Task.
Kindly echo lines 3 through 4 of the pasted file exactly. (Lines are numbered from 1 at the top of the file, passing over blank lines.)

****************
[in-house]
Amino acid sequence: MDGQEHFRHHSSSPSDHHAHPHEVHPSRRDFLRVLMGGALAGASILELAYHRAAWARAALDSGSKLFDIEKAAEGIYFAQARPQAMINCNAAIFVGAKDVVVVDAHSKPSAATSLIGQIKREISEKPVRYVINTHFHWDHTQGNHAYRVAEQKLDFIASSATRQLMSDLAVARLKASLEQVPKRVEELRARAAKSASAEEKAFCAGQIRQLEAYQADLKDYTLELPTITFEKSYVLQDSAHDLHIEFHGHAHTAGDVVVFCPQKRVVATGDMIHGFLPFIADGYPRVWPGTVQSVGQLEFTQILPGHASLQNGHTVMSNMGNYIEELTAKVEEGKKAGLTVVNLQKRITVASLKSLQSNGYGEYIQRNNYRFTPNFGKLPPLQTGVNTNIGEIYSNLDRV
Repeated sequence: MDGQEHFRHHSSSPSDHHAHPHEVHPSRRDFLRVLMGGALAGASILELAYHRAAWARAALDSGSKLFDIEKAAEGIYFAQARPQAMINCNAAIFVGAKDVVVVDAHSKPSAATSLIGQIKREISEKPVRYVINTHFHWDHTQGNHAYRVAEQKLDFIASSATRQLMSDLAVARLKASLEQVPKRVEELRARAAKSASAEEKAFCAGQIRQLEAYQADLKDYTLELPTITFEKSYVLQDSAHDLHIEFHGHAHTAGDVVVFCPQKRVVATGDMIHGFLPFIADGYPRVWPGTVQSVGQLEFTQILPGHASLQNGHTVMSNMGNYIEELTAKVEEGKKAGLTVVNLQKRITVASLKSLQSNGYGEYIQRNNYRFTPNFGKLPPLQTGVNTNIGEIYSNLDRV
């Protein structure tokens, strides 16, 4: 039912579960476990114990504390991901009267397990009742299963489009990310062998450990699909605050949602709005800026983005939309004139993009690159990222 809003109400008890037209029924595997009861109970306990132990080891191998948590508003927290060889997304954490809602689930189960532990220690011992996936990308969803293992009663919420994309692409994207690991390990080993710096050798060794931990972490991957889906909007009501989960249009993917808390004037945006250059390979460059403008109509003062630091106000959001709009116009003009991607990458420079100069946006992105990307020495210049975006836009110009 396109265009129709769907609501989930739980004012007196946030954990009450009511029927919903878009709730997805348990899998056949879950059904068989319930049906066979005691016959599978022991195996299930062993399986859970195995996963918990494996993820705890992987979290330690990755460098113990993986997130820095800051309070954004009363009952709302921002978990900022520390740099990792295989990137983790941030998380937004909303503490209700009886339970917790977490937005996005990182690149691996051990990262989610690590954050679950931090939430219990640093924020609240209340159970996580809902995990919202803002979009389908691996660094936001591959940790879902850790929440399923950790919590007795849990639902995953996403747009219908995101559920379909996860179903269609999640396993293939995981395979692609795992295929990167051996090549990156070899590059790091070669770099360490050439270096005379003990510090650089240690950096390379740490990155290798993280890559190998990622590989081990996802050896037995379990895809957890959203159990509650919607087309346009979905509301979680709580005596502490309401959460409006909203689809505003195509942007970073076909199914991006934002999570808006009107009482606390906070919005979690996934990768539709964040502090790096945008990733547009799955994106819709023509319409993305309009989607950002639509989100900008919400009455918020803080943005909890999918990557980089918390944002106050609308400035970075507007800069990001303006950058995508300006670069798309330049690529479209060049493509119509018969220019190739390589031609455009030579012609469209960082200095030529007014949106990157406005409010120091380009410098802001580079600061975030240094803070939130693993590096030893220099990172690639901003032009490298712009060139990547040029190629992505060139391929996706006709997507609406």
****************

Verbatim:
Repeated sequence: MDGQEHFRHHSSSPSDHHAHPHEVHPSRRDFLRVLMGGALAGASILELAYHRAAWARAALDSGSKLFDIEKAAEGIYFAQARPQAMINCNAAIFVGAKDVVVVDAHSKPSAATSLIGQIKREISEKPVRYVINTHFHWDHTQGNHAYRVAEQKLDFIASSATRQLMSDLAVARLKASLEQVPKRVEELRARAAKSASAEEKAFCAGQIRQLEAYQADLKDYTLELPTITFEKSYVLQDSAHDLHIEFHGHAHTAGDVVVFCPQKRVVATGDMIHGFLPFIADGYPRVWPGTVQSVGQLEFTQILPGHASLQNGHTVMSNMGNYIEELTAKVEEGKKAGLTVVNLQKRITVASLKSLQSNGYGEYIQRNNYRFTPNFGKLPPLQTGVNTNIGEIYSNLDRV
């Protein structure tokens, strides 16, 4: 039912579960476990114990504390991901009267397990009742299963489009990310062998450990699909605050949602709005800026983005939309004139993009690159990222 809003109400008890037209029924595997009861109970306990132990080891191998948590508003927290060889997304954490809602689930189960532990220690011992996936990308969803293992009663919420994309692409994207690991390990080993710096050798060794931990972490991957889906909007009501989960249009993917808390004037945006250059390979460059403008109509003062630091106000959001709009116009003009991607990458420079100069946006992105990307020495210049975006836009110009 396109265009129709769907609501989930739980004012007196946030954990009450009511029927919903878009709730997805348990899998056949879950059904068989319930049906066979005691016959599978022991195996299930062993399986859970195995996963918990494996993820705890992987979290330690990755460098113990993986997130820095800051309070954004009363009952709302921002978990900022520390740099990792295989990137983790941030998380937004909303503490209700009886339970917790977490937005996005990182690149691996051990990262989610690590954050679950931090939430219990640093924020609240209340159970996580809902995990919202803002979009389908691996660094936001591959940790879902850790929440399923950790919590007795849990639902995953996403747009219908995101559920379909996860179903269609999640396993293939995981395979692609795992295929990167051996090549990156070899590059790091070669770099360490050439270096005379003990510090650089240690950096390379740490990155290798993280890559190998990622590989081990996802050896037995379990895809957890959203159990509650919607087309346009979905509301979680709580005596502490309401959460409006909203689809505003195509942007970073076909199914991006934002999570808006009107009482606390906070919005979690996934990768539709964040502090790096945008990733547009799955994106819709023509319409993305309009989607950002639509989100900008919400009455918020803080943005909890999918990557980089918390944002106050609308400035970075507007800069990001303006950058995508300006670069798309330049690529479209060049493509119509018969220019190739390589031609455009030579012609469209960082200095030529007014949106990157406005409010120091380009410098802001580079600061975030240094803070939130693993590096030893220099990172690639901003032009490298712009060139990547040029190629992505060139391929996706006709997507609406």